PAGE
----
2.6 Other Incumbents

2.6.1 Incumbents' Fixed Systems in Alberta, British Columbia and Quebec

In June 1999, through DGRB-006-99, the Department issued Multipoint Communications Systems in the 2500 MHz Range, Policy and Licensing Procedures. This paper included provisions to make available the 2500 MHz band for MCS. In addition, there were provisions dealing with the treatment of incumbent fixed systems in the band. Some of these systems remain in operation in Calgary, Alberta, and certain areas of British Columbia and Quebec (see Appendix C).

Currently, there is one system in operation in the band 6–2690 MHz in Calgary. Pursuant to DGRB-006-99, this system was provided with four years of protection (beginning in 1999), with a minimum notification period of two years before potential displacement. Upon request by an MCS licensee, the Department would have provided the incumbent licensee with a notice of displacement where necessary.

In British Columbia and Quebec, there are some systems in operation in the frequency range 2525.5–2588.25 MHz. These systems were permitted to continue their operation unless their presence precluded the establishment of an MCS system. In such cases, a displacement period of two years to vacate the band was provided.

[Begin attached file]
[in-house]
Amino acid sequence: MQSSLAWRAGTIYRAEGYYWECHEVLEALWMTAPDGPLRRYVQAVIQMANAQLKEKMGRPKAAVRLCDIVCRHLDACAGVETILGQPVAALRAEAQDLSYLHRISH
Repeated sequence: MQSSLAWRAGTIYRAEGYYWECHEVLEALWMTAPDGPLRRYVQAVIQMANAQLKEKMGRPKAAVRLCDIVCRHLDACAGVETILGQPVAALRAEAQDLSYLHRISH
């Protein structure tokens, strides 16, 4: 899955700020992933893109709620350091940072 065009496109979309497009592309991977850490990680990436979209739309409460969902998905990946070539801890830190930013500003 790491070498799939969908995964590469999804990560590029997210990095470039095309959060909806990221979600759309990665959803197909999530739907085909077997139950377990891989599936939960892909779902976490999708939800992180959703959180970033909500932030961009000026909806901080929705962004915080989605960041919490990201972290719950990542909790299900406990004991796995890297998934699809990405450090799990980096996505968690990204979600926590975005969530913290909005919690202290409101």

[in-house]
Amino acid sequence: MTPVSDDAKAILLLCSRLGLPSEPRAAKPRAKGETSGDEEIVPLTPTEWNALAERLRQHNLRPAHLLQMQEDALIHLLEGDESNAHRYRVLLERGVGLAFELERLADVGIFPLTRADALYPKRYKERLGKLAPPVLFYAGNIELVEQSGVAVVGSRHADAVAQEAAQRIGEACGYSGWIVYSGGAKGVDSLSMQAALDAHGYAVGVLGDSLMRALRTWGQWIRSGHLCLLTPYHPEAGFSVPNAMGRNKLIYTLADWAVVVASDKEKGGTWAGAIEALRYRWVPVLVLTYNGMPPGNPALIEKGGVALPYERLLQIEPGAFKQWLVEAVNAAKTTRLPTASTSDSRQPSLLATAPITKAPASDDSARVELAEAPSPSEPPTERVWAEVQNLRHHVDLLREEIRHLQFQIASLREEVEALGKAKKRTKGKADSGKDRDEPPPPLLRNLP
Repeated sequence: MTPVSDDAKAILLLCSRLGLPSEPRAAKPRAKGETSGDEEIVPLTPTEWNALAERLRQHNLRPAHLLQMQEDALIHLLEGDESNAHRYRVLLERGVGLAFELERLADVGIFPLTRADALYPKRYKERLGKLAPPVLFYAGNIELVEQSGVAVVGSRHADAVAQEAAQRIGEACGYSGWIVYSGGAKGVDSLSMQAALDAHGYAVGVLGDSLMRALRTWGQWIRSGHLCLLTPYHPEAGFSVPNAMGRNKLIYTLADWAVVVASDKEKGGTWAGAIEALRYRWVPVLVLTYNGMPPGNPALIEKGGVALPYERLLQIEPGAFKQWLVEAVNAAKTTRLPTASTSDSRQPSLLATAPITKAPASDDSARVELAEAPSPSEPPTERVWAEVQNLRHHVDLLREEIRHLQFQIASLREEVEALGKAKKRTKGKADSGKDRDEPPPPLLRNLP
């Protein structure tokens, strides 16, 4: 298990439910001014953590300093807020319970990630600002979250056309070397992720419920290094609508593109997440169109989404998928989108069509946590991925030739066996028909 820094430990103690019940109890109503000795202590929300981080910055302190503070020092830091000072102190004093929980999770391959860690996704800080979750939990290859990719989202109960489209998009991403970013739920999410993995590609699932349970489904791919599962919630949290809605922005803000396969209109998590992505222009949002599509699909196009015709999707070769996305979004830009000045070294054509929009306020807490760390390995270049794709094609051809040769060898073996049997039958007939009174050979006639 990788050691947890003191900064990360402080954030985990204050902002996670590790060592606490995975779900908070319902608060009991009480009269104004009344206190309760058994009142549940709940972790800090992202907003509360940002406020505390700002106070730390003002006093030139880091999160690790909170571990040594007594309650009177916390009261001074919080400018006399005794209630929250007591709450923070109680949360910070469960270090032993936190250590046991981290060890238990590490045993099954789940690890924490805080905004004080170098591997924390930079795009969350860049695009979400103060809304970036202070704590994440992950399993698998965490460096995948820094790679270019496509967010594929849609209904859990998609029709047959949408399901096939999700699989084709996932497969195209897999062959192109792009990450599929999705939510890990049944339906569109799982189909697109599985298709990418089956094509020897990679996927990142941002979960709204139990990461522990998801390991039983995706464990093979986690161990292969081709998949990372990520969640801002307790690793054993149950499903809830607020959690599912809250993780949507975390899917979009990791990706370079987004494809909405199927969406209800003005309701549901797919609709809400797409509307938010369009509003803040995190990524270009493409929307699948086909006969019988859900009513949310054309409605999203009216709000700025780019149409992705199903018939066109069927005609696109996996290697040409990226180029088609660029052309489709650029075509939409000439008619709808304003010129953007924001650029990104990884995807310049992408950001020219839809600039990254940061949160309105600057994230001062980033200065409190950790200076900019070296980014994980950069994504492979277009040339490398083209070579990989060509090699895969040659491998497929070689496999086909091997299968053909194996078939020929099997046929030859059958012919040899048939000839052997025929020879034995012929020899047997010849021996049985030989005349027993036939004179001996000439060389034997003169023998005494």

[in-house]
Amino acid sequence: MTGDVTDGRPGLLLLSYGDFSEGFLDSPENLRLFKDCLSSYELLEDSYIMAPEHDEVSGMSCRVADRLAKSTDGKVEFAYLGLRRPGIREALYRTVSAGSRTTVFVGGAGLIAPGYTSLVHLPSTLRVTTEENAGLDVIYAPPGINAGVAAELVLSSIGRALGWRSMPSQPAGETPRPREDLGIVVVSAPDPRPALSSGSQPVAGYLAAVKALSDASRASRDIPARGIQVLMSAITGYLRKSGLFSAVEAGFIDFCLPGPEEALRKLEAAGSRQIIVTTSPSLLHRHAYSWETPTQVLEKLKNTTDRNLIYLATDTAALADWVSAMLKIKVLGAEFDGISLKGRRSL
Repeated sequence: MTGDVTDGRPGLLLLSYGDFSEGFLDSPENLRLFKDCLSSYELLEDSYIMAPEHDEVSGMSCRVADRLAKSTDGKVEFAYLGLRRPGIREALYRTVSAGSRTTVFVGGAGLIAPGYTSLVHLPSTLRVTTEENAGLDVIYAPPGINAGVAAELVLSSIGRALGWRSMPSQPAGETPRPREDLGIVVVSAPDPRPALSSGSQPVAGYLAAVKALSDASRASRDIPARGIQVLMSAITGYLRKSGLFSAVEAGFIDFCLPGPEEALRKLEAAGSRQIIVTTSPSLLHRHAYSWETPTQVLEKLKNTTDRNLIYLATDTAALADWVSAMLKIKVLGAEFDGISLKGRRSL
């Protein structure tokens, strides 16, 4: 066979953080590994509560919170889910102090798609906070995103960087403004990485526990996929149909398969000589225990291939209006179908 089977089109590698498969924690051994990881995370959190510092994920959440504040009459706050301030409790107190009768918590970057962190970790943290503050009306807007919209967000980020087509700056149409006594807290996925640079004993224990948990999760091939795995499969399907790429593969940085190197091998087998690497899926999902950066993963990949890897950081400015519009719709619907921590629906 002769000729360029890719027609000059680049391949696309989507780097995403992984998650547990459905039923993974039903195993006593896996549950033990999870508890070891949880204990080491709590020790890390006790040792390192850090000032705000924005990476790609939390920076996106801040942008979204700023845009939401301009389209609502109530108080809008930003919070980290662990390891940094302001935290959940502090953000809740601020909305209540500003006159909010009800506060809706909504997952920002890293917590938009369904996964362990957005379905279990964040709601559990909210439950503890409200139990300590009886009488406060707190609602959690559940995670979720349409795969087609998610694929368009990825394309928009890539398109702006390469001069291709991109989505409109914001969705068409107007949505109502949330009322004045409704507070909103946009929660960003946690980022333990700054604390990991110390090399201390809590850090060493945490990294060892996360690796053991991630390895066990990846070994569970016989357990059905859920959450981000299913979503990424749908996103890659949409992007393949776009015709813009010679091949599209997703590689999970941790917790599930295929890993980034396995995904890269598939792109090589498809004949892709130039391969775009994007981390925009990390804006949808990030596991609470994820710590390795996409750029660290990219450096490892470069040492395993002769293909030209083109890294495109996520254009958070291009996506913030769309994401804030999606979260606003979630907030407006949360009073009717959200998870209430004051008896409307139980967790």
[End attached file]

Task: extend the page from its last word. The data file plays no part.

The Department notes that, to date, it has not received any request from incumbent MCS licensees to displace any of the systems in Alberta, British Columbia or Quebec.

Therefore, the Department has decided that the transition policy included in Section 2.6.3 will apply.

2.6.2 CRTC Licence-Exempt Broadcasting Stations

Pursuant to DGSO-001-10, CRTC licence-exempt broadcasting stations in rural areas will not be eligible for conversion to BRS and are subject to the transition policy set out in DGSO-001-10, Section 5.1.4, repeated below. These stations (as of November 2010) are listed in Appendix D.

"CRTC licence-exempt broadcasting stations in rural areas will not be eligible for conversion to BRS and will be subject to a transition policy whereby: